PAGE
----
Skip to main content
Biology LibreTexts

6.14A: Heat

  • Page ID
    9211
  • [ "article:topic", "authorname:boundless", "sterilization", "Tyndallisation", "Pressure sterilization", "Moist heat" ]

    LEARNING OBJECTIVES

    • Evaluate heat as an agent of microbrial control

    Applying heat to bacterial media and utensils in research and the medical field as well as to sterilize food is one of the most common methods for control of bacterial growth. To achieve sterilization, different techniques and tools are used.

    Moist Heat Sterilization

    Moist heat causes destruction of micro- organisms by denaturation of macromolecules, primarily proteins. Autoclaving (pressure cooking) is a very common method for moist sterilization. It is effective in killing fungi, bacteria, spores, and viruses but does not necessarily eliminate prions. When sterilizing in this way, samples are placed into a steam chamber. The chamber is closed and heated so that steam forces air out of the vents or exhausts. Pressure is then applied so that the interior temperature reaches 121°C. This temperature is maintained for between 15 and 30 minutes. This elevated temperature and pressure is sufficient to sterilize samples of any commonly encountered microbes or spores. The chamber is then allowed to cool slowly or by passive heat dissipation.

    Pressure sterilization is the prevailing method used for medical sterilization of heat-resistant tools. It is also used for sterilization of materials for microbiology and other fields calling for aseptic technique. To facilitate efficient sterilization by steam and pressure, there are several methods of verification and indication used; these include color-changing indicator tapes and biological indicators. For any method of moist heat sterilization, it is common to use biological indicators as a means of validation and confirmation. When using biological indicators, samples containing spores of heat-resistant microbes such as Geobacillus stearothermophilis are sterilized alongside a standard load, and are then incubated in sterile media (often contained within the sample in a glass ampoule to be broken after sterilization). A color change in the media (indicating acid production by bacteria; requires the medium to be formulated for this purpose) or the appearance of turbidity (cloudiness indicating light scattering by bacterial cells) indicates that sterilization was not achieved and the sterilization cycle may need revision or improvement. Other moist methods are boiling samples for certain period of time and Tyndallisation. Boiling is not efficient in eliminating spores. Tyndallisation inactivates spores as well, but is a more lengthy process.

    image

    Autoclave: Large autoclave used for moist sterilization of media and equipment

    Dry Heat Sterilization

    Dry heat destroys microorganisms by causing coagulation of proteins. The dry heat sterilization process is accomplished by conduction; that is where heat is absorbed by the exterior surface of an item and then passed inward to the next layer. Eventually, the entire item reaches the proper temperature needed to achieve sterilization. The time and temperature for dry heat sterilization is 160°C for 2 hours or 170°C for 1 hour. Instruments should be dry before sterilization since water will interfere with the process. Other heat sterilization methods include flaming and incineration. Flaming is commonly used to sterilize small equipment used to manipulate bacteria aseptically. Leaving transfer loops in the flame of a Bunsen burner or alcohol lamp until it glows red ensures that any infectious agent gets inactivated. This is commonly used for small metal or glass objects, but not for large objects (see Incineration below). However, during the initial heating infectious material may be “sprayed” from the wire surface before it is killed, contaminating nearby surfaces and objects. Therefore, special heaters have been developed that surround the inoculating loop with a heated cage, ensuring that such sprayed material does not further contaminate the area. Another problem is that gas flames may leave residues on the object, e.g. carbon, if the object is not heated enough. A variation on flaming is to dip the object in 70% ethanol (or a higher concentration) and merely touch the object briefly to the Bunsen burner flame, but not hold it in the gas flame. The ethanol will ignite and burn off in a few seconds. 70% ethanol kills many, but not all, bacteria and viruses. It has the advantage that it leaves less residue than a gas flame. This method works well for the glass “hockey stick”-shaped bacteria spreaders. Incineration will also burn any organism to ash. It is used to sanitize medical and other bio hazardous waste before it is discarded with non-hazardous waste.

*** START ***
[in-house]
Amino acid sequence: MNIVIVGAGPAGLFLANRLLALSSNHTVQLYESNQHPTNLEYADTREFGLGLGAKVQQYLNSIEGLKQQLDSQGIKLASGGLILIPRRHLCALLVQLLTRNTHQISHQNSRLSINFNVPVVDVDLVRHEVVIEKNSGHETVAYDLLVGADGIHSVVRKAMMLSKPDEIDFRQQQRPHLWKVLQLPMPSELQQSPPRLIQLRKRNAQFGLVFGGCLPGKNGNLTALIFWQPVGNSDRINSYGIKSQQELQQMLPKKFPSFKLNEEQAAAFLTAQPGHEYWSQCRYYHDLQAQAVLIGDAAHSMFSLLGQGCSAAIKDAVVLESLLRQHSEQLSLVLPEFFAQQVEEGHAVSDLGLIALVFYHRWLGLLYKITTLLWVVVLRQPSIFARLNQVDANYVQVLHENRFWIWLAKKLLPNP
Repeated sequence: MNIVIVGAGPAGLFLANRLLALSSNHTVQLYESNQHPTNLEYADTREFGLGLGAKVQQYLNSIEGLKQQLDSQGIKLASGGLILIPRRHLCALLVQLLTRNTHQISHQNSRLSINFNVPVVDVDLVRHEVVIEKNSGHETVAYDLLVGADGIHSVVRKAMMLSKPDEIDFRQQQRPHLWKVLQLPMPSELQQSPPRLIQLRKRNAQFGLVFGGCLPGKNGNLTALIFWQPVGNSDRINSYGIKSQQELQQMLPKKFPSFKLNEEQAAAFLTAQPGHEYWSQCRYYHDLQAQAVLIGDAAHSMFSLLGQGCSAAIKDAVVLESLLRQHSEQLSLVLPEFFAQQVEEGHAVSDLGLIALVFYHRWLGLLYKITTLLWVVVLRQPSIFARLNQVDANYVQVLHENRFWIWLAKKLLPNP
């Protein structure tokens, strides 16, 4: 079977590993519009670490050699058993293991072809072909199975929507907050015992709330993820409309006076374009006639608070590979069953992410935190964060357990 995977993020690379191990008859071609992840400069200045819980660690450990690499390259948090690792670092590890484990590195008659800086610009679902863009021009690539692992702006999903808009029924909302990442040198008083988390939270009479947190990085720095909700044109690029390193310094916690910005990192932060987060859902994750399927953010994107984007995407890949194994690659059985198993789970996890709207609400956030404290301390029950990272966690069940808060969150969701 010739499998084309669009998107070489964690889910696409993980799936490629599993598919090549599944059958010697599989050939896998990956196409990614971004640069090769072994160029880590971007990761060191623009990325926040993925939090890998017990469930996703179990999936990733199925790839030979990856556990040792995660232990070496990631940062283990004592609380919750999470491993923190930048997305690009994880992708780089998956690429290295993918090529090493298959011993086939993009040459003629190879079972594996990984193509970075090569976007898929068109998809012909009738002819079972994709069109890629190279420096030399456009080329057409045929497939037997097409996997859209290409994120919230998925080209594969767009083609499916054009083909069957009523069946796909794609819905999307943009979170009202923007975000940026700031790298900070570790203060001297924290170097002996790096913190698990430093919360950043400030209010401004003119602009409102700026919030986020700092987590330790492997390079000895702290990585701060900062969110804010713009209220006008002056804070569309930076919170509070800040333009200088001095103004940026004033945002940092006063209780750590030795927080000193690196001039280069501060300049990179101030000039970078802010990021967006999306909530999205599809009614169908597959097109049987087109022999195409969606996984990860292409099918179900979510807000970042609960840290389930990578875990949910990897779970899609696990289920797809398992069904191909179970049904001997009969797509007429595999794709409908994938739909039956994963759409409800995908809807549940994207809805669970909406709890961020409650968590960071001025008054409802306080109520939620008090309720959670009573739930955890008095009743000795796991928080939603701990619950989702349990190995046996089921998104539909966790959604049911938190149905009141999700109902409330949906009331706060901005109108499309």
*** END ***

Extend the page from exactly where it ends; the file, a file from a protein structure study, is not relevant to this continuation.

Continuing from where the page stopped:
Key Points

    • Different methods are used to achieve sterilization. One of the most common is applying moist heat which includes autoclaving (pressure cooking), boiling, and Tyndallisation.
    • Dry heat sterilization is accomplished by conduction and is used widely for instruments.
    • Other heat methods include flaming and incineration. Flaming is commonly used to sterilize small equipment used to manipulate bacteria aseptically.

    Key Terms

    • sterilization: Any process that eliminates or kills all forms of microbial life present on a surface, solution, or solid compound.
    • Tyndallisation: Tyndallisation is the process of three successive steam treatments to achieve sterilization over the course of three days. This works by killing vegetative cells, allowing germination of surviving spores, and killing the resulting vegetative cells before they have time to form further spores.